Repeating a study, in exactly the same format, to check whether the same results are obtained a second or subsequent time (usually by a different researcher). One variation is simultaneous replication of the same study, either in the same context, or in contexts carefully selected for their known variation on one key variable. There can also be replication via secondary analysis of a major data-set, to re-test hypotheses, and to assess the impact of the particular program or software employed in the original analysis.
Arguably, and for a variety of reasons, not nearly enough resources in the discipline are devoted to replicating results: the effort, cost, and time involved in conducting social surveys usually preclude systematic replication; funding agencies are less likely to pay for investigations which seek only to confirm earlier findings; and there is little kudos for researchers (and, one suspects, not much career advancement) to be had in reproducing existing studies. (In psychology, by comparison, the dominant experimental methods lend themselves to the widespread use of replication studies.) However, although whole surveys are all too infrequently replicated, individual questions and batteries of questions often are—especially where these have been assembled into scales (for example to measure attitudes or personality traits).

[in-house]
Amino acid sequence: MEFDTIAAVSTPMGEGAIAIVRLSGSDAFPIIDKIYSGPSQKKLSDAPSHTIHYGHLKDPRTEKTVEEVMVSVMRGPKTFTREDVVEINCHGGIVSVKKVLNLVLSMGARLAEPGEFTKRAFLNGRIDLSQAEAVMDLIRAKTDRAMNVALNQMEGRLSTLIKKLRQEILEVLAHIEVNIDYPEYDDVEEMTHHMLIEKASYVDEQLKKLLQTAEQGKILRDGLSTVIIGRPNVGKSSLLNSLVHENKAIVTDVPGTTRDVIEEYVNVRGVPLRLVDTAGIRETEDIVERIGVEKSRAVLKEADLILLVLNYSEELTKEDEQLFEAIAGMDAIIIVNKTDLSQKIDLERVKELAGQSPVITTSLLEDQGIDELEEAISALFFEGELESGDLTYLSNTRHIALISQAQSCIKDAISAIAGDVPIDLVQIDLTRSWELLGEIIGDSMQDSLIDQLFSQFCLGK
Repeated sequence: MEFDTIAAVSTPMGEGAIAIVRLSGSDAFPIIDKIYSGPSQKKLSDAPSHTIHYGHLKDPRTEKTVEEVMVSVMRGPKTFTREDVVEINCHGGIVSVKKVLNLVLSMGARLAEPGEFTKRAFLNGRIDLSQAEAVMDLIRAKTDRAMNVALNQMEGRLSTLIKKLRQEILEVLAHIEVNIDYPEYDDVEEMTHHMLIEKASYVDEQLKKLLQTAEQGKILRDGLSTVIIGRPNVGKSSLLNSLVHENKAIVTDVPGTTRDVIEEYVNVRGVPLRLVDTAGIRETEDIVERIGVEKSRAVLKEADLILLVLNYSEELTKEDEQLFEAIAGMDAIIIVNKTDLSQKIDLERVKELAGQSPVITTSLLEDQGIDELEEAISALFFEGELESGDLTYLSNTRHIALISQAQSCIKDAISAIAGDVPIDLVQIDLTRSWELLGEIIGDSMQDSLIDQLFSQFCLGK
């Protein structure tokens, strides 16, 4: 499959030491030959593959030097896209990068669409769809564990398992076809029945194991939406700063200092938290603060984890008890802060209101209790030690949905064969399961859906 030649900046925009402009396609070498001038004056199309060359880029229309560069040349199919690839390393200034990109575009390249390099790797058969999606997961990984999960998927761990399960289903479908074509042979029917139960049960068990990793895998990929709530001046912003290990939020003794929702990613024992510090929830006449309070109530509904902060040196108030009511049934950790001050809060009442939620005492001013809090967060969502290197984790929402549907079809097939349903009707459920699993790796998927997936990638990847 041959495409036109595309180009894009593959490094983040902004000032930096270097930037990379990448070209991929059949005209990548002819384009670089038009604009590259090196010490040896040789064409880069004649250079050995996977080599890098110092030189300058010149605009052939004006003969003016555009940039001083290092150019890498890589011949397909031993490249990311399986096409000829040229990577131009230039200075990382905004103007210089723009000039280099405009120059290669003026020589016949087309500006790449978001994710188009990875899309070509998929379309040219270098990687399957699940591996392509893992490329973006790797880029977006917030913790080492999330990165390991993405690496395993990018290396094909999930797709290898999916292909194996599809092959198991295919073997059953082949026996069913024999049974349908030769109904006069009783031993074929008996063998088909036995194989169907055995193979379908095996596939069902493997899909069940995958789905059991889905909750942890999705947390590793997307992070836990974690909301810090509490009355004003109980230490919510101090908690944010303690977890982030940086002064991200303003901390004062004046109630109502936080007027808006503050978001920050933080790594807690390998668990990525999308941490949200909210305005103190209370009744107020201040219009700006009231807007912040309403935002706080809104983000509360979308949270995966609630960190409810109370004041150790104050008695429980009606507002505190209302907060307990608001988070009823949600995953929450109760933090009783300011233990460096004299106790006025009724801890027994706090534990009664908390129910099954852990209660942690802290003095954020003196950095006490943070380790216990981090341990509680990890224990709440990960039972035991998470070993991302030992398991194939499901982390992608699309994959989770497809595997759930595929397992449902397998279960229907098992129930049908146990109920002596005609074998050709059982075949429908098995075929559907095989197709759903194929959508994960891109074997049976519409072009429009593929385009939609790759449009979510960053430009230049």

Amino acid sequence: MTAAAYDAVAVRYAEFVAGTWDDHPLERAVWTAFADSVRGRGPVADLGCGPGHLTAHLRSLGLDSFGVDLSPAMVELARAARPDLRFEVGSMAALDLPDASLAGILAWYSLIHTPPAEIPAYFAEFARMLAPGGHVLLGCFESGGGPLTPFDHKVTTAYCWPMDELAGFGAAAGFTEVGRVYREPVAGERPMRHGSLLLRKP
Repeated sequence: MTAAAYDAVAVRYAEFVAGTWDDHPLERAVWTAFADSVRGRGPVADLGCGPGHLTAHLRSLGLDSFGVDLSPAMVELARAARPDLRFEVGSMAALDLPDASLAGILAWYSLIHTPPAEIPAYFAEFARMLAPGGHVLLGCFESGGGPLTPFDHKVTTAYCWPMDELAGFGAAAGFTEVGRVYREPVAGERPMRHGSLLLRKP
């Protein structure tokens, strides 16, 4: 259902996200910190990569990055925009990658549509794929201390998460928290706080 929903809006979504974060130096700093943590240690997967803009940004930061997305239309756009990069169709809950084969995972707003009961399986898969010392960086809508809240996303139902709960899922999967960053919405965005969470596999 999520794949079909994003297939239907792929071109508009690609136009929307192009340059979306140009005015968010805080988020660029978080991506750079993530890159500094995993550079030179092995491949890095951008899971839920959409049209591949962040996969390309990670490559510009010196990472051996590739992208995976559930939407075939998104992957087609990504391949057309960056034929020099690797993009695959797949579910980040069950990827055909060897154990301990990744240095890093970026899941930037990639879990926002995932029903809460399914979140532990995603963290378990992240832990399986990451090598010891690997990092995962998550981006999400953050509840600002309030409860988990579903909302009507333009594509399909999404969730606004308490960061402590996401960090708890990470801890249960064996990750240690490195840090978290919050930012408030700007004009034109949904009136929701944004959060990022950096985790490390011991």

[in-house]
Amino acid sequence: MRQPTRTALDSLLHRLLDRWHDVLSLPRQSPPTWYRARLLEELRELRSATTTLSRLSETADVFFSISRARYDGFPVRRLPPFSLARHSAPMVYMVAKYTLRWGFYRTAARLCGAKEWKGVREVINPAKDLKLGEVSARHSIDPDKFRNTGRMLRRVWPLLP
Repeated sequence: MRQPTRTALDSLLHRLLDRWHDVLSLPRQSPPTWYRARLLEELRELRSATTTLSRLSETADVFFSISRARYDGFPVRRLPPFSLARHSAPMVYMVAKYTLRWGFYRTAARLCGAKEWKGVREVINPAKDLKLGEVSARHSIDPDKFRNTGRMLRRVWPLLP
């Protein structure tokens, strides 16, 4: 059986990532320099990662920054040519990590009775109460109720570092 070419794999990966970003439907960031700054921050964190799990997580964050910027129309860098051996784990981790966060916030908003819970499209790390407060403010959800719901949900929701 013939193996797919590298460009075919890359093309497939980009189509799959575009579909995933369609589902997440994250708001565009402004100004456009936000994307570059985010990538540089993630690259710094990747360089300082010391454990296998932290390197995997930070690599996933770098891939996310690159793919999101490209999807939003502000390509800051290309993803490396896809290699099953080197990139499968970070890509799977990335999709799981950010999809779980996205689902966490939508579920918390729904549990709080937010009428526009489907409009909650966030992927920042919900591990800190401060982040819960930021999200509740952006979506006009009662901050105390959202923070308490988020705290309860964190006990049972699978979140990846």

Strict replication shades gradually into the idea of a ‘re-study’. Re-studies are also in a sense replications, but are usually conducted at time intervals such that observable differences from earlier findings can reasonably be attributed to real change in the subjects or processes under investigation, rather than to either chance or measurement error in the original study. Prominent and informative re-studies include the two community studies of the English town of Banbury, conducted by Margaret Stacey and her colleagues in 1948–51 and 1966–8 (compare Tradition and Change, 1960, and Power, Persistence and Change, 1975), and the studies by Robert Redfield and Oscar Lewis of Tepoztlan in Mexico (in 1926 and 1943 respectively). Redfield depicts the community in question as an ideal-typical type of folk society (smooth functioning, well-integrated, contented, well-adjusted) whereas Lewis paints a picture dominated by individualism, fear, lack of co-operation, envy, schism, and mistrust. Each party accused the other of methodological failings (for example asking the wrong questions of the wrong informants). The celebrated disjuncture between the two accounts was eventually resolved, when a further investigation revealed that the society had in all probability changed dramatically in the intervening years, due to increases in population pressure and a programme of radical land redistribution (see P. Coy, ‘A Watershed in Mexican Rural History’, Journal of Latin American Studies, 1971). See also reliability.